Valerie credits the success of her program to the expectation that students stay involved after their bar/bat mitzvah in a unique choice-based high school program. Students earn a certain number of points to “graduate” when they are seniors from each of the following categories: youth group, high school classes, and gemilut chasidim (acts of loving kindness, which include serving as a macharnik). This flexibility enables busy high school students to schedule their Jewish involvement in a way that works for them.
Ultimately, however, the macharniks keep coming back because religious school is simply fun. Valerie recognizes that it’s not usually the teachers who motivate their students to look forward to religious school; instead, it’s the friends the students make at religious school that make them look forward to returning. As a result, Valerie encourages her students to spend time together not only at religious school but also over the summer at Greene Family Camp. Over 40 campers and staff from the congregation attended Greene Family Camp this past summer, an astounding number for the size of the congregation.
I’ve certainly had a lot of fun with the folks at Adat Chaverim and learned a lot as well, and I can’t wait for my next visit!
With Rosh Hashanah and Yom Kippur just behind us, I thought I would share a little bit about the significance of these holidays from the perspective of historical research.
When I have only one day in a town to research the history of its Jewish community, I don’t have time to scroll through 100 years of daily newspapers on microfilm. Fortunately, there are a few tricks that help me to quickly find a needle (or mention of the local Jewish community) in the haystack of multiple microfilm reels. One useful shortcut is the “High Holiday Research Method.”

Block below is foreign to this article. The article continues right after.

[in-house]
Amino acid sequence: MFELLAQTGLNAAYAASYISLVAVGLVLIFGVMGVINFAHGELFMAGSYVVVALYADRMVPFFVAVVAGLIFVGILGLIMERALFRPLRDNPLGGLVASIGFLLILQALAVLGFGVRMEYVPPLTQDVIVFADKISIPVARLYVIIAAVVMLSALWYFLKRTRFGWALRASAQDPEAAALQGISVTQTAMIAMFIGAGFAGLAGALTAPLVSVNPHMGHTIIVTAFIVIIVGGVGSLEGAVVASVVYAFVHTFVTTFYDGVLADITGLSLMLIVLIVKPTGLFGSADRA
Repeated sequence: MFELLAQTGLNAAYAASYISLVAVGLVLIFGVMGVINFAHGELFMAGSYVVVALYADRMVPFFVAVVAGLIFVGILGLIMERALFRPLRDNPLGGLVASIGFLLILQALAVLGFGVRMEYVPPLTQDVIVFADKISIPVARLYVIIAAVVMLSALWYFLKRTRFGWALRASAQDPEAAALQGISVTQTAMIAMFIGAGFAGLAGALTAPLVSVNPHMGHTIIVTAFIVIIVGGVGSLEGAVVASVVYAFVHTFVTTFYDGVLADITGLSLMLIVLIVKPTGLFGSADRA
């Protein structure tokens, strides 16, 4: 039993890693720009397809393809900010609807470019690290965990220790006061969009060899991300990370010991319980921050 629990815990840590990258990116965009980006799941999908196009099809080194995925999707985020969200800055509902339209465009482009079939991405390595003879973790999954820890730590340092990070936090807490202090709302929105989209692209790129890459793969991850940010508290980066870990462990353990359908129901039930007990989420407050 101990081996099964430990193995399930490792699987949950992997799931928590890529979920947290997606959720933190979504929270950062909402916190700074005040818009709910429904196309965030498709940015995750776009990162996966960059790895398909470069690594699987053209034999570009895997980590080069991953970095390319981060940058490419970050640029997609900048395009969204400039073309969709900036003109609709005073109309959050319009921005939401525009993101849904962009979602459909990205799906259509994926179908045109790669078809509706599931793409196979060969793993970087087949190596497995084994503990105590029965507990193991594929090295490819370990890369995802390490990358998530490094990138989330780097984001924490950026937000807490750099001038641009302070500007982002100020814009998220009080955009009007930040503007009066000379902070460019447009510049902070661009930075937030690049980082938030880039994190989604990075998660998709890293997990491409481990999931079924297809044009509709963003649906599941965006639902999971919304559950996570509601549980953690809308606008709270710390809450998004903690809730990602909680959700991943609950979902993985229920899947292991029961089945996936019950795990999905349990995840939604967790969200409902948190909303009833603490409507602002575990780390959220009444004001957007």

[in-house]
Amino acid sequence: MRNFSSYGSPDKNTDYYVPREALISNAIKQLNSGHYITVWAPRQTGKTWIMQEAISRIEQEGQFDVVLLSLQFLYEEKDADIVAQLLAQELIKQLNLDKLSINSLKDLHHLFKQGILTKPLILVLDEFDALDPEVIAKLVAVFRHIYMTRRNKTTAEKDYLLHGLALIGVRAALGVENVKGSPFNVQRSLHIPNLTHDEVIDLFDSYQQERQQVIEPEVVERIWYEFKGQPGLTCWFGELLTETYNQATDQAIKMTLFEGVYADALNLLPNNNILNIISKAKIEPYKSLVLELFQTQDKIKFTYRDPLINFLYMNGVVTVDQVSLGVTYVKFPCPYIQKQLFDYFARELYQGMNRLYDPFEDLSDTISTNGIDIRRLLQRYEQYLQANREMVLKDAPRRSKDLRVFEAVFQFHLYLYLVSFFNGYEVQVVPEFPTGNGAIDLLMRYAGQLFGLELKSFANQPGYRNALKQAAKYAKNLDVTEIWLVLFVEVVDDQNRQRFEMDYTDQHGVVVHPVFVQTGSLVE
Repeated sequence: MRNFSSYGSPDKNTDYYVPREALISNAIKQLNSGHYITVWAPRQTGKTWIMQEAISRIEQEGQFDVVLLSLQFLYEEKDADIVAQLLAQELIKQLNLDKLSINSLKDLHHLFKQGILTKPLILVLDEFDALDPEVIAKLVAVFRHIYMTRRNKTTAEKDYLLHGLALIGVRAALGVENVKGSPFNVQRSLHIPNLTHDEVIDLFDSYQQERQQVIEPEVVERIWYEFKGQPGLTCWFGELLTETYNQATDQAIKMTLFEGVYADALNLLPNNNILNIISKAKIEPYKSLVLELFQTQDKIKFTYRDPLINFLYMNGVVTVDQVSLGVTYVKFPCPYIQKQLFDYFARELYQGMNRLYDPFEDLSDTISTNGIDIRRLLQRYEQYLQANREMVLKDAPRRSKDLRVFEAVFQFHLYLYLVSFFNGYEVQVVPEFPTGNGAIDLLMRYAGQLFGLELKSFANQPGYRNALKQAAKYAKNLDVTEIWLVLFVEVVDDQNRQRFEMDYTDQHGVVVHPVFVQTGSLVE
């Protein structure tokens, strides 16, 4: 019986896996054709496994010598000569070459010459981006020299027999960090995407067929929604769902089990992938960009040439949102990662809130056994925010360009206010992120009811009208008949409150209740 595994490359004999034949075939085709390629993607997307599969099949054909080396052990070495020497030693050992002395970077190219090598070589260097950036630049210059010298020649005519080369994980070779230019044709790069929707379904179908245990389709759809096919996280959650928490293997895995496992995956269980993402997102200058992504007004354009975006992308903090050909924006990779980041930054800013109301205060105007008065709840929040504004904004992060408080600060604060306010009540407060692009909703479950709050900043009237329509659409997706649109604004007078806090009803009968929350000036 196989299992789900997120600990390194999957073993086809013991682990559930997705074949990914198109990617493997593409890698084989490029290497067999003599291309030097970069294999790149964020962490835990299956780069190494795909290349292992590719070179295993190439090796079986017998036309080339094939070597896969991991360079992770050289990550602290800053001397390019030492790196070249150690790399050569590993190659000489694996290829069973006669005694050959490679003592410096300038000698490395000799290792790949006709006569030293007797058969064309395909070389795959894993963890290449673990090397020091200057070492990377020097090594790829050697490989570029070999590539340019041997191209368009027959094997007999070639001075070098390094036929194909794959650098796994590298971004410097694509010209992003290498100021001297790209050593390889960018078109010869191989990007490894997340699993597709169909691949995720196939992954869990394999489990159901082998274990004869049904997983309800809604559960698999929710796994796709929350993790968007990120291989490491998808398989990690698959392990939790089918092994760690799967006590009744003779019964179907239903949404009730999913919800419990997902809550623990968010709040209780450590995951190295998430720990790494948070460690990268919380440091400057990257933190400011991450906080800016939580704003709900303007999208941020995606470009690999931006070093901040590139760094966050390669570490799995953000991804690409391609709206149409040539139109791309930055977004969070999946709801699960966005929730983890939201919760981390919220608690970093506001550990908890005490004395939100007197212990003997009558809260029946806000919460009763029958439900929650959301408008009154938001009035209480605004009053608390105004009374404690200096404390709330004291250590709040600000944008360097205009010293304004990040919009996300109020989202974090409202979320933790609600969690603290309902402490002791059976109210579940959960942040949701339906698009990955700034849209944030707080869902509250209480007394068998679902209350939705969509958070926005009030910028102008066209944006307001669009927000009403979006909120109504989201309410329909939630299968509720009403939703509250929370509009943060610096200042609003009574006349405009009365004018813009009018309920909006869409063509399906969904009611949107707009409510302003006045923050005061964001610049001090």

I have compiled a list with the dates of every Rosh Hashanah between 1880 and 1960 (thanks to Hebcal!). Usually, the local newspaper will have some mention of the Jewish holidays and often will describe the activities of local Jews. For example, in Lockhart, Texas, I found a mention of a short-lived Jewish congregation that met in a rented hall for the High Holidays in 1922, attracting Jews from several other small towns in the area. This Lockhart congregation did not last for long, and the tiny Jewish population left in town had no recollection of it. Were it not for my finding this Rosh Hashanah notice, this congregation may have been lost to history.
Newspapers from around the time of Rosh Hashanah and Yom Kippur also contain ads run by local Jewish merchants informing their customers that they will be closed on the holidays. These ads are a great way of determining which stores are Jewish-owned, and offer insight about what we here at the ISJL call the “southern Jewish experience.”
One of my favorite of these ads comes from Meridian, Mississippi in 1942. Most of the town’s Jewish merchants banded together to take out one ad, announcing the closing of all of their stores for Rosh Hashanah. The sheer number of businesses, fourteen, attests to the important economic role played in Meridian. Also, notice that the ad declares that the stores would be closed on Saturday, the Jewish Sabbath. Clearly, these stores were usually open on Saturday, the best day of the week for business.
It was almost impossible for a Jewish merchant in Meridian to be shomer Shabbos and make a living. Thus, they had to adjust. In the early 20th century, Meridian’s small Orthodox shul held Saturday morning services at 6 a.m. so members could pray on the Sabbath and then get to their stores in time to open for business. And yet, as the 1942 ad attests, even as they adapted their religious practices, Jews were not willing to give up the high holidays. This was not easy. Indeed, several of these stores opened at 6 p.m. on Rosh Hashanah to try to recoup some of the losses they would incur.
Today, only a small number of southern Jews own retail stores and such ads are largely a thing of the past. Future historians will probably not find much value in the “High Holiday Research Method.” Yet as some aspects of the southern Jewish experience change, some stay the same, as many southern Jews still wrestle with the dilemma of how to maintain their traditions as a tiny minority living in the Christian Bible Belt.